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Telluride Hiking is an experience of its own, and one that can be done almost any time of year. Whether Telluride is in the peak of summer with the quaking aspens rustling, or in the fall when those leaves are changing to hues of golden yellow, or in the winter when snow can pack the trail and poles or even crampons are useful, to spring when things start to thaw and mud becomes an issue- the day hikes in the San Juans are not to be missed.  

Year round, you’ll find people out and about on Telluride trails. Like most activities in Telluride, the proper gear can make or break enjoyment. For all day hikes in Telluride, bring a shell. You never know when rain can sneak into the mountains- along with hail, or sleet, or wet snow. Sunglasses are almost always necessary at an elevation of 9,000 feet in a town that gets almost 300 days of sunshine a year. And, let’s not forget hats, visors, or ball caps for a little shade and face protection. Some people do prefer hiking poles, and they can be supportive for steep climbs, but they are not really required. Quick-dry or moisture-wicking fabric is most appropriate in the land where temperatures vary greatly, and the body can sweat, chill, and need to breathe all in the same hiking experience.

Water is always important. Dehydration happens quickly in the mountains, and sipping water is crucial for all day hikes. Hydration packs and canteens are available at outdoor sports stores in Telluride. There, at Jagged Edge or Boot Doctors, you can also find maps of the San Juan region. One of the easiest hikes is the Bear Creek Falls trail, which starts at the south end of Pine street. Just a block down from the Smuggler restaurant, you’ll find the trail head and likely see folks coming or going out of it. The incline is moderate; the views at the top are awe-inspiring. It’s a perfect family hike, dog hike, picnic hike, pack-your-baby-on-your-back-in-a-carrier hike. Many locals even jog it. You can hike Bear Creek in an hour and a half with a consistent pace. You can stretch it out for a few hours, plus if you like and want to mosey, rather than move too quickly. Check out Rico’s bar when you’re done. He’s there at the Ice House, except for off-season, pouring drinks and offering nuts and conversation.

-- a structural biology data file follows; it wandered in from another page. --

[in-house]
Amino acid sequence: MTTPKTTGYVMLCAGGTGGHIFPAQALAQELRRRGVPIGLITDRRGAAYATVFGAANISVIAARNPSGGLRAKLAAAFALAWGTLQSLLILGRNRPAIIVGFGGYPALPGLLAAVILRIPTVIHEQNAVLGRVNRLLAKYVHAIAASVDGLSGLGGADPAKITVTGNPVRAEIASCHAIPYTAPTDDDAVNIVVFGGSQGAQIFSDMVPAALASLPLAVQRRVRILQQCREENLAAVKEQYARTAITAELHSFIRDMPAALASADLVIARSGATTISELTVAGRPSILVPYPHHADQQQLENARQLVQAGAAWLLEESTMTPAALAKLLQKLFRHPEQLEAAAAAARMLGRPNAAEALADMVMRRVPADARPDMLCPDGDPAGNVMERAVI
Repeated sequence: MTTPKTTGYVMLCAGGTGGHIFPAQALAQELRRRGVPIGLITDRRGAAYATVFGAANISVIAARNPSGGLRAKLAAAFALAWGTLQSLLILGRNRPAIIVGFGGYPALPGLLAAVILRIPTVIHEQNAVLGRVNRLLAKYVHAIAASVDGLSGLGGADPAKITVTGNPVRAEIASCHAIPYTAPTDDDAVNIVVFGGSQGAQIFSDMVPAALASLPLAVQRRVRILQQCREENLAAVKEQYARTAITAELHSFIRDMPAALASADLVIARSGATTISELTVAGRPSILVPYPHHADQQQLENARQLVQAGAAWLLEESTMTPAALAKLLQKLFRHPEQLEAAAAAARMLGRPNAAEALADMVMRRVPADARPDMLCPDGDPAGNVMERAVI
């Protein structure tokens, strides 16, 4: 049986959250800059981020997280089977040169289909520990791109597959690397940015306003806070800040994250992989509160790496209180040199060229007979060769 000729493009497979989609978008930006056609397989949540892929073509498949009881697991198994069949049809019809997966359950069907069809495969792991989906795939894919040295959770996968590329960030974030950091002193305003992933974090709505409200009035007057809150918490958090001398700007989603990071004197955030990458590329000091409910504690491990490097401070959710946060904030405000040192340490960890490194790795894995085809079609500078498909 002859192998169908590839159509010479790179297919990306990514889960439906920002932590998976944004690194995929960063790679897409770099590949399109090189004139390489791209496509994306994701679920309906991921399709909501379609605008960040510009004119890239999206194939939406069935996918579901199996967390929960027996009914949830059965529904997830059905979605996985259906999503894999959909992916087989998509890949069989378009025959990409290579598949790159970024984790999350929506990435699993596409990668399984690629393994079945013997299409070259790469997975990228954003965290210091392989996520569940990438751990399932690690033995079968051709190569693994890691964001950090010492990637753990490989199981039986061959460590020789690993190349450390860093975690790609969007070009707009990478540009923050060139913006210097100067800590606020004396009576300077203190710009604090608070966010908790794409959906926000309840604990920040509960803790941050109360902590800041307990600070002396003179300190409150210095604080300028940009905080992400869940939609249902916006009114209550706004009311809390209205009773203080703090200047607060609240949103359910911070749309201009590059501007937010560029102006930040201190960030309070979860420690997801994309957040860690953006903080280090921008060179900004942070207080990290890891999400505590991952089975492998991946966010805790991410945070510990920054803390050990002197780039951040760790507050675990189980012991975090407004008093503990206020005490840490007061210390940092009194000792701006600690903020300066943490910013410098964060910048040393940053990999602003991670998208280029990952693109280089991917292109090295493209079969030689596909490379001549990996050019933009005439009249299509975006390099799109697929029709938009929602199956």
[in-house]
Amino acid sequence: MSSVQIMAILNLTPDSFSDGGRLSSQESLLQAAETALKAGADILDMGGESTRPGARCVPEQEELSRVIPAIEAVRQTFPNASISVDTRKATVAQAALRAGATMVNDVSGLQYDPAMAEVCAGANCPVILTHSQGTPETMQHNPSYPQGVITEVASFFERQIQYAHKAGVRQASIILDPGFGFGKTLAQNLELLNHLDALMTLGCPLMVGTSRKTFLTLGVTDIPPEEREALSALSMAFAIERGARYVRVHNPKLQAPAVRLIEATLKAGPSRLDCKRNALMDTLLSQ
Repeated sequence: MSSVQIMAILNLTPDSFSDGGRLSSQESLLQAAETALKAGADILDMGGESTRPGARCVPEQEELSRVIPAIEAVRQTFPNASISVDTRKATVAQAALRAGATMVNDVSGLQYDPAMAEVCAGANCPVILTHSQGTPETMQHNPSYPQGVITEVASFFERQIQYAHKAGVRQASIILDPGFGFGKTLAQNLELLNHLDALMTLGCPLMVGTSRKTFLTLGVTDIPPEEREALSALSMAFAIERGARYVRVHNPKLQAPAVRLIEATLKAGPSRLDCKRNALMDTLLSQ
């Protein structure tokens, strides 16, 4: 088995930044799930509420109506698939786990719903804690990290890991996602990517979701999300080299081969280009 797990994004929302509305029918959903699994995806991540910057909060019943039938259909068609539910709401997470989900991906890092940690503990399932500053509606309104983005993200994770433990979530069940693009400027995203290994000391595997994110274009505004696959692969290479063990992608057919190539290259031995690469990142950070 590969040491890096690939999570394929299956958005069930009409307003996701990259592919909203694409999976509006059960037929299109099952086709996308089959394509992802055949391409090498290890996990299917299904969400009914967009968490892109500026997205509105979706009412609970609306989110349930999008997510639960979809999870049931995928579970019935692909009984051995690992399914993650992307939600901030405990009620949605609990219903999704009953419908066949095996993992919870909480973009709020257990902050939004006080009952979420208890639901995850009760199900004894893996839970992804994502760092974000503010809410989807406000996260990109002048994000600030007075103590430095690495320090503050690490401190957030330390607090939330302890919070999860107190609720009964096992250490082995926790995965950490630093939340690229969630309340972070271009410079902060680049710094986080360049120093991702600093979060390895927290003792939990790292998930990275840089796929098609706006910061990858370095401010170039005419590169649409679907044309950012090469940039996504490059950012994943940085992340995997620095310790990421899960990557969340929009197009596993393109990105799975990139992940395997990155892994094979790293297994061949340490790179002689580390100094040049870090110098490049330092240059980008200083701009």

The Judd Weibe trail is another beloved local hike that can be accomplished in just a few hours. Starting at the north end of Aspen street, you will find a trail head that begins before a bridge. The first part has a few switchbacks and is a little steep, but the sweeping views of the valley looking eastward are breathtaking, and you’ll also get amazing experiences of the ski runs, as well as Igram and Bridal Veil Falls. You might even feel like you are living a scene from The Sound of Music as you cross the high altitude meadow up top. Coming down is just as much of a treat, with dramatic landscape changes that include forested woods, a Coronet Creek crossing via a bridge, and coming down Tomboy Road just below Imogene Pass. You’ll end up on Oak street and can easily head to the Chop House for an exquisite lunch, or even the Diggity Dog cart if you’re in the mood for a hot dog and, the Telluride Trail is another great choice that involves the option of even riding up to the top of the Gondola and simply hiking down into town or, one could also hike from the Town of Telluride up the trail, which follows the Gondola line- though it does switch back, not so steeply- and then hike down into Mountain Village.

You’ll get great views of the town, and the peaks, with views on the Village side of the airport, and the mesas. Every July, the town has a “Rundola” race that involves running this trail.  Starbucks is now present in the Mountain Village, along with Telluride Coffee, if you’re looking for a treat when finished. You will find so many other day hikes in Telluride, but these are solid trails that locals love and use daily. You can’t go wrong with an adventure on any of them, and all three start right from the heart of town. Feel free to ask passersby on the streets if you want confirmation that you’re going in the right direction. Any Tellurider will likely be happy to point the way.

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